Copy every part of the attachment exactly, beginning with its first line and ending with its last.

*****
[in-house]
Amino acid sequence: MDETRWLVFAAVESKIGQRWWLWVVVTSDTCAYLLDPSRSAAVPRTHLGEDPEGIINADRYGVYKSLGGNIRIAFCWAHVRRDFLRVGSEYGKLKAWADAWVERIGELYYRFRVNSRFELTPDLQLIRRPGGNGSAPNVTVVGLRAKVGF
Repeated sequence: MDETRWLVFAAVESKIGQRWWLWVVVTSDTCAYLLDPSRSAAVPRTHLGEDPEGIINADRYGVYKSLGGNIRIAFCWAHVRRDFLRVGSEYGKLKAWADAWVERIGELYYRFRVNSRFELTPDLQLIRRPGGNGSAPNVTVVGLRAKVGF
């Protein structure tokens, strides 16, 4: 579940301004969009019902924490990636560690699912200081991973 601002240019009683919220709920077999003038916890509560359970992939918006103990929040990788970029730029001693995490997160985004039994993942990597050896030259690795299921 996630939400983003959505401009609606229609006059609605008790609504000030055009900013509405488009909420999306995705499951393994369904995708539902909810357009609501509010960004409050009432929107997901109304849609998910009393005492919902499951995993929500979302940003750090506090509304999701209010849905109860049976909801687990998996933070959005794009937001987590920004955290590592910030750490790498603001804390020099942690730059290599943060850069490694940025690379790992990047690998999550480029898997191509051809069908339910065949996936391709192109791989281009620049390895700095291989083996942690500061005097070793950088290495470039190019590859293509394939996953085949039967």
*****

[in-house]
Amino acid sequence: MDETRWLVFAAVESKIGQRWWLWVVVTSDTCAYLLDPSRSAAVPRTHLGEDPEGIINADRYGVYKSLGGNIRIAFCWAHVRRDFLRVGSEYGKLKAWADAWVERIGELYYRFRVNSRFELTPDLQLIRRPGGNGSAPNVTVVGLRAKVGF
Repeated sequence: MDETRWLVFAAVESKIGQRWWLWVVVTSDTCAYLLDPSRSAAVPRTHLGEDPEGIINADRYGVYKSLGGNIRIAFCWAHVRRDFLRVGSEYGKLKAWADAWVERIGELYYRFRVNSRFELTPDLQLIRRPGGNGSAPNVTVVGLRAKVGF
């Protein structure tokens, strides 16, 4: 579940301004969009019902924490990636560690699912200081991973 601002240019009683919220709920077999003038916890509560359970992939918006103990929040990788970029730029001693995490997160985004039994993942990597050896030259690795299921 996630939400983003959505401009609606229609006059609605008790609504000030055009900013509405488009909420999306995705499951393994369904995708539902909810357009609501509010960004409050009432929107997901109304849609998910009393005492919902499951995993929500979302940003750090506090509304999701209010849905109860049976909801687990998996933070959005794009937001987590920004955290590592910030750490790498603001804390020099942690730059290599943060850069490694940025690379790992990047690998999550480029898997191509051809069908339910065949996936391709192109791989281009620049390895700095291989083996942690500061005097070793950088290495470039190019590859293509394939996953085949039967």